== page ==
Shortly after each monthly employment report I have been posting a continual series titled “3 Critical Unemployment Charts.”

Of course, there are many other employment charts that can be displayed as well.

For reference purposes, below are the U-3 and U-6 Unemployment Rate charts from a long-term historical perspective.  Both charts are from the St. Louis Fed site.  The U-3 measure is what is commonly referred to as the official unemployment rate; whereas the U-6 rate is officially (per Bureau of Labor Statistics) defined as:

Total unemployed, plus all persons marginally attached to the labor force, plus total employed part time for economic reasons, as a percent of the civilian labor force plus all persons marginally attached to the labor force

Of note, many economic observers use the U-6 rate as a (closer) proxy of the actual unemployment rate rather than that depicted by the U-3 measure.

Here is the U-3 chart, currently showing a 6.0% unemployment rate:

(click on charts to enlarge images)(charts updated as of 4-2-21)

U-3 Unemployment Rate

Data Source: FRED, Federal Reserve Economic Data, Federal Reserve Bank of St. Louis: Civilian Unemployment Rate [UNRATE] ; U.S. Department of Labor: Bureau of Labor Statistics; accessed April 2, 2021: 
http://research.stlouisfed.org/fred2/series/UNRATE

Here is the U-6 chart, currently showing a 10.7% unemployment rate:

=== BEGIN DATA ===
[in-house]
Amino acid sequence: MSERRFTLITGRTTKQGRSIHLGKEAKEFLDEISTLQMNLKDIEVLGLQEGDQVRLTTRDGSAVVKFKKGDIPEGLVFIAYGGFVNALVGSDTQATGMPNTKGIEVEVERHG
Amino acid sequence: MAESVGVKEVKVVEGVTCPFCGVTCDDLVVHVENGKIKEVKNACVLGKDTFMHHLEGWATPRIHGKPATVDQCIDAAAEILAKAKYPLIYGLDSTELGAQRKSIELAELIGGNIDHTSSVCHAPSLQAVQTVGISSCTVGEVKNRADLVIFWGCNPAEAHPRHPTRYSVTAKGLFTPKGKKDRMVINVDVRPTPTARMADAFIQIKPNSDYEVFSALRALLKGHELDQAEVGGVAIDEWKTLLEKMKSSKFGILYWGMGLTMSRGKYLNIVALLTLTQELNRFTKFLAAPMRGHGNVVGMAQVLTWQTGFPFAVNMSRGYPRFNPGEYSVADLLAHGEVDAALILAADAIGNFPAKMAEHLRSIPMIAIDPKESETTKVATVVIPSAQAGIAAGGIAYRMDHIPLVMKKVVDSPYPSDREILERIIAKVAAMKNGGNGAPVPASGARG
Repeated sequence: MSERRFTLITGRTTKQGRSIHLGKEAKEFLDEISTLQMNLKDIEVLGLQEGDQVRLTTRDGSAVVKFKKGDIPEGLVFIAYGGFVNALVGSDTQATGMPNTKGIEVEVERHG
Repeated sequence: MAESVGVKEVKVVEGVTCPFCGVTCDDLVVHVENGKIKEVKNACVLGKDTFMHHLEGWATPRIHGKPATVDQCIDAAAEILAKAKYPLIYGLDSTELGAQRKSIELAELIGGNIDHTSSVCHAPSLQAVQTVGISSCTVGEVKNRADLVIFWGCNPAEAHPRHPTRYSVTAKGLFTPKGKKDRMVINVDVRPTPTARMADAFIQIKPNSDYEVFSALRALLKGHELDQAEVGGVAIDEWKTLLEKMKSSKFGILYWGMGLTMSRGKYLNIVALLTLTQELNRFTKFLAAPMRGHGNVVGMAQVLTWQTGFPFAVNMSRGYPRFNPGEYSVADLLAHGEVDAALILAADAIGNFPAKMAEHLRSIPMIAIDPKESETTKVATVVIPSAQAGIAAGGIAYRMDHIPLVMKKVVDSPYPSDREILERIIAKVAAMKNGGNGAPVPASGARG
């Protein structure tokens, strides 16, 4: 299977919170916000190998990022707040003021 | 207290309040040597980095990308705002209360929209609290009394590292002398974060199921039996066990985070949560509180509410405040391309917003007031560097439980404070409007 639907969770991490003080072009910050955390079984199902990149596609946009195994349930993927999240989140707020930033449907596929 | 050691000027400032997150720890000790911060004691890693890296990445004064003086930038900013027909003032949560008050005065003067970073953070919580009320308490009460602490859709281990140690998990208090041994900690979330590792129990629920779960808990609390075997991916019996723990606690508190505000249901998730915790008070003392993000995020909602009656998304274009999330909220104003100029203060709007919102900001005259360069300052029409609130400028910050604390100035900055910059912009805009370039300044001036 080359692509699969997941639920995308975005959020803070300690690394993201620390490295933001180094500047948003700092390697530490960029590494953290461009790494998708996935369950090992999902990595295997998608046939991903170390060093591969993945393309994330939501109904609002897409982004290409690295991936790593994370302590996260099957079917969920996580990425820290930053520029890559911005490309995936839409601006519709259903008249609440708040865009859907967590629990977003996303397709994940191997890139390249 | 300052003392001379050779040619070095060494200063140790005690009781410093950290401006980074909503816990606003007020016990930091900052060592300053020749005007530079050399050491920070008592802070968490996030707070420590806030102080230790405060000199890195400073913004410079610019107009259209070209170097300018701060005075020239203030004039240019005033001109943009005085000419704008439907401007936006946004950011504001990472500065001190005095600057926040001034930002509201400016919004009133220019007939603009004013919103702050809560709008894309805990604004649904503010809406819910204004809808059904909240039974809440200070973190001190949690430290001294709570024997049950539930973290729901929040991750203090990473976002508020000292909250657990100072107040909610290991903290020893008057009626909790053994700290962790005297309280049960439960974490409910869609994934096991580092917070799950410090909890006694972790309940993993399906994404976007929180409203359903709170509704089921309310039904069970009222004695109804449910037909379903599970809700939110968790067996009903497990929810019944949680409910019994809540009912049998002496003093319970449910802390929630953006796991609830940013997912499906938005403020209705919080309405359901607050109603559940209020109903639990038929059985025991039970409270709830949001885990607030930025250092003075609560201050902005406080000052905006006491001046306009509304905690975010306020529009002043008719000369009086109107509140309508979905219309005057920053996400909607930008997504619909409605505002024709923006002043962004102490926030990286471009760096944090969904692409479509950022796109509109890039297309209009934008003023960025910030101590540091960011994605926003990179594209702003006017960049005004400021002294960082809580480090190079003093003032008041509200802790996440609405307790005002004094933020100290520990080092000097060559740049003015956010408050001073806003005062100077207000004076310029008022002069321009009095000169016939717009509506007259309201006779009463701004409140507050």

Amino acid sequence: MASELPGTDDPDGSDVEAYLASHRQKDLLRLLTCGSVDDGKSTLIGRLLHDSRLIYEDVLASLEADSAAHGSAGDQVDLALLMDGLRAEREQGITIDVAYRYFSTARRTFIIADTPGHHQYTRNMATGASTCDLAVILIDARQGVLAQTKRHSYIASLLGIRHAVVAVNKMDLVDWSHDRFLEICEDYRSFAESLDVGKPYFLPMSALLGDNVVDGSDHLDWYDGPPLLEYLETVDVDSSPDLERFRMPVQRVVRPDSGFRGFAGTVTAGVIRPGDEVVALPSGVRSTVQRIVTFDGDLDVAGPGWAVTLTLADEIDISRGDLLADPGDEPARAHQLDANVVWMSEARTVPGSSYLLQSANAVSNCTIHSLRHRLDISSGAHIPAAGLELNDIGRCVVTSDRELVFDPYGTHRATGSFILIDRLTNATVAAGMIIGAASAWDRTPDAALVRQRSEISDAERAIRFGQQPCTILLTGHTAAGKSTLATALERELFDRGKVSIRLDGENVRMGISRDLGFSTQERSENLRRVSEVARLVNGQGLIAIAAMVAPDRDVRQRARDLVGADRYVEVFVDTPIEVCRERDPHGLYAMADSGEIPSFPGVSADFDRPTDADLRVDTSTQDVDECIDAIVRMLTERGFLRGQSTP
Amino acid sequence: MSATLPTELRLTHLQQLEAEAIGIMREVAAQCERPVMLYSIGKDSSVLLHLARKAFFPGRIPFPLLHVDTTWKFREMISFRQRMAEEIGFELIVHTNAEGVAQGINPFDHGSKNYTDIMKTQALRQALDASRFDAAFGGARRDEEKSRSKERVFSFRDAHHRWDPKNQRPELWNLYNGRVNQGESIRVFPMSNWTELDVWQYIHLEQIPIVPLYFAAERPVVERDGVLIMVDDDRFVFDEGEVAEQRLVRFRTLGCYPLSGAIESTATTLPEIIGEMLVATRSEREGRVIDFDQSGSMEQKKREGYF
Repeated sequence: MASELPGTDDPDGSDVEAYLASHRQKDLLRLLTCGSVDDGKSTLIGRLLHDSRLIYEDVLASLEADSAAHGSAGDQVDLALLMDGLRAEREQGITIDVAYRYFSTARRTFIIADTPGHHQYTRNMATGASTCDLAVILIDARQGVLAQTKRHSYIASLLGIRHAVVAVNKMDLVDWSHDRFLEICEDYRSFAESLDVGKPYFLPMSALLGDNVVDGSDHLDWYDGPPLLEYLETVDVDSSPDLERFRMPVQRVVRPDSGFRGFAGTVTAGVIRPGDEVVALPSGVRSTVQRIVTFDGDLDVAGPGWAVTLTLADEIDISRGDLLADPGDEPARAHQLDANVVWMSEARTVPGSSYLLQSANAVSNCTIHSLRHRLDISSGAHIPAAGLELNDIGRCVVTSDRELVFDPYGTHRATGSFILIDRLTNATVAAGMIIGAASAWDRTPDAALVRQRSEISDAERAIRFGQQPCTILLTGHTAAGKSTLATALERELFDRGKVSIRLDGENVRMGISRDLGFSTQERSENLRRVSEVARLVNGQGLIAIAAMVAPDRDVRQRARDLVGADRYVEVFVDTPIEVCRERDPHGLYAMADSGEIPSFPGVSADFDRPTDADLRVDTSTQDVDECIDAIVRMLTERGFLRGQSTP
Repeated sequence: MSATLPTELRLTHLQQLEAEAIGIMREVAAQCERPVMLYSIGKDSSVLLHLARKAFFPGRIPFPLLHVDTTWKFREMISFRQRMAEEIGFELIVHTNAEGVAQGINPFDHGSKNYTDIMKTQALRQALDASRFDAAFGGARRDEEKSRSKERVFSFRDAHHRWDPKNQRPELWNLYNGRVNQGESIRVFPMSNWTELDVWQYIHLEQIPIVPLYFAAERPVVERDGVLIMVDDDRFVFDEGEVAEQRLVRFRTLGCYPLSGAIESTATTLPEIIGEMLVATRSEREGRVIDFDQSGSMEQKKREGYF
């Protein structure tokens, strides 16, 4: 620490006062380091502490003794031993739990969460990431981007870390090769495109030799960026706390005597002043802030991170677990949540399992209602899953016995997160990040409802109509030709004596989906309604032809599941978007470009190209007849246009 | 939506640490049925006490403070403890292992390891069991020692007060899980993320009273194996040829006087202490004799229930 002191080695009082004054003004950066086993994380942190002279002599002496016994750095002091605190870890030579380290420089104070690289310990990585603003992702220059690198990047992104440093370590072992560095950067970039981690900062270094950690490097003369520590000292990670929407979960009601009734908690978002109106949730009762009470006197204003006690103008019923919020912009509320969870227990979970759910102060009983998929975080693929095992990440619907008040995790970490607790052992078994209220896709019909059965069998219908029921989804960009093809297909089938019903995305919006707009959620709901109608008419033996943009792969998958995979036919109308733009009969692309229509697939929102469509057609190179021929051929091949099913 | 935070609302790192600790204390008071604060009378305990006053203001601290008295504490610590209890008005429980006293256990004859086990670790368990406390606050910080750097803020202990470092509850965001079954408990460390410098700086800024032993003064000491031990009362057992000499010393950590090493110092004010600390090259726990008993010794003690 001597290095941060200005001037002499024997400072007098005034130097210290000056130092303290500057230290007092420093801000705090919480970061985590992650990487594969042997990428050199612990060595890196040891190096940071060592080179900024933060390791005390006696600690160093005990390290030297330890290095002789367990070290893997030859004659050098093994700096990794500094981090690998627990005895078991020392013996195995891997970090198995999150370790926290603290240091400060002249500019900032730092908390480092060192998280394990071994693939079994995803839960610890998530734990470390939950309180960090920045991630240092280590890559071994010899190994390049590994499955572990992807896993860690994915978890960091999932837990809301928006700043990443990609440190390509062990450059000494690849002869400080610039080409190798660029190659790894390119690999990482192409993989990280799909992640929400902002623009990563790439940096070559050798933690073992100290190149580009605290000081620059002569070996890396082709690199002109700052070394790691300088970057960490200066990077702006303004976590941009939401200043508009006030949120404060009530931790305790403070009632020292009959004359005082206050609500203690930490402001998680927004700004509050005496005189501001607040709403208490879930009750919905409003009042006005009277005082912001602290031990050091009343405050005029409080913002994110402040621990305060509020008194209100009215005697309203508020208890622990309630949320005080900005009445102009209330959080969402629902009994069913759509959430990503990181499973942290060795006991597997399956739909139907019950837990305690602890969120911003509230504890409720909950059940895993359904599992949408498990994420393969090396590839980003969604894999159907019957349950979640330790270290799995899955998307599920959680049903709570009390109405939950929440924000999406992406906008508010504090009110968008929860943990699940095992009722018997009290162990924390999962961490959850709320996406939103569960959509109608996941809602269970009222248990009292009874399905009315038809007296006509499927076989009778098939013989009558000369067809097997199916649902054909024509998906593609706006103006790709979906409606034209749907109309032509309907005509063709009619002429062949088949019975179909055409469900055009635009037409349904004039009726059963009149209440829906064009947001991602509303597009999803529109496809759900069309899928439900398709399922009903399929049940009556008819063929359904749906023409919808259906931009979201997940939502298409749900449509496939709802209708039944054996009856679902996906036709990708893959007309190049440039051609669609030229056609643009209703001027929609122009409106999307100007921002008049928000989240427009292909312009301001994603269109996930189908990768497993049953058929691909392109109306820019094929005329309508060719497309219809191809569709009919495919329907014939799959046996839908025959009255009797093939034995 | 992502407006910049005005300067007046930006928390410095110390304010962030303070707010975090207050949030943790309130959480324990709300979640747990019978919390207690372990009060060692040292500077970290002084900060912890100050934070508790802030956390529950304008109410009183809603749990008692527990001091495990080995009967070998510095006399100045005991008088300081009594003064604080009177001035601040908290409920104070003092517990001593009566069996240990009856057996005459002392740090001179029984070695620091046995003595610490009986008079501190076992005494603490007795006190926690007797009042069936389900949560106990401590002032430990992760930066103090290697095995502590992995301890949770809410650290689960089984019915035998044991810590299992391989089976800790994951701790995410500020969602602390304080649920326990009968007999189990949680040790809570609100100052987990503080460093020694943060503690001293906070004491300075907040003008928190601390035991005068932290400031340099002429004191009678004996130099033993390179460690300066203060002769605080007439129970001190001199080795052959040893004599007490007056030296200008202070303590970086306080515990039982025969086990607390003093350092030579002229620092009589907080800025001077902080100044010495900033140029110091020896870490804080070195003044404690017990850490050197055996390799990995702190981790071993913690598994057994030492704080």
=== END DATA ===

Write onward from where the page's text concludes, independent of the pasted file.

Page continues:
U-6 Unemployment Rate

Data Source: FRED, Federal Reserve Economic Data, Federal Reserve Bank of St. Louis: Total unemployed, plus all marginally attached workers plus total employed part time for economic reasons  [U6RATE] ; U.S. Department of Labor: Bureau of Labor Statistics; accessed April 2, 2021:  
http://research.stlouisfed.org/fred2/series/U6RATE

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The Special Note summarizes my overall thoughts about our economic situation

SPX at 4019.87 as this post is written

3 Critical Unemployment Charts – April 2021

As I have commented previously, as in the October 6, 2009 post (“A Note About Unemployment Statistics”), in my opinion the official methodologies used to measure the various job loss and unemployment statistics do not provide an accurate depiction; they serve to understate the severity of unemployment.

However, even if one chooses to look at the official statistics, the following charts provide an interesting (and disconcerting) long-term perspective of certain aspects of the officially-stated unemployment (and, in the third chart, employment) situation.

The three charts below are from the St. Louis Fed site.  Here is the Median Duration of Unemployment (current value = 19.7 weeks):

(click on charts to enlarge images)(charts updated as of 4-2-21)

Median Duration Of Unemployment

Data Source: FRED, Federal Reserve Economic Data, Federal Reserve Bank of St. Louis: Median Duration of Unemployment [UEMPMED] ; U.S. Department of Labor: Bureau of Labor Statistics; accessed April 2, 2021:  
http://research.stlouisfed.org/fred2/series/UEMPMED

Here is the chart for Unemployed 27 Weeks and Over (current value = 4.218 million):

Unemployed 27 Weeks And Over

Data Source: FRED, Federal Reserve Economic Data, Federal Reserve Bank of St. Louis: Civilians Unemployed for 27 Weeks and Over [UEMP27OV] ; U.S. Department of Labor: Bureau of Labor Statistics; accessed April 2, 2021: 
http://research.stlouisfed.org/fred2/series/UEMP27OV

Here is the chart for Total Nonfarm Payroll (current value = 144.120 million):

Total Nonfarm Payroll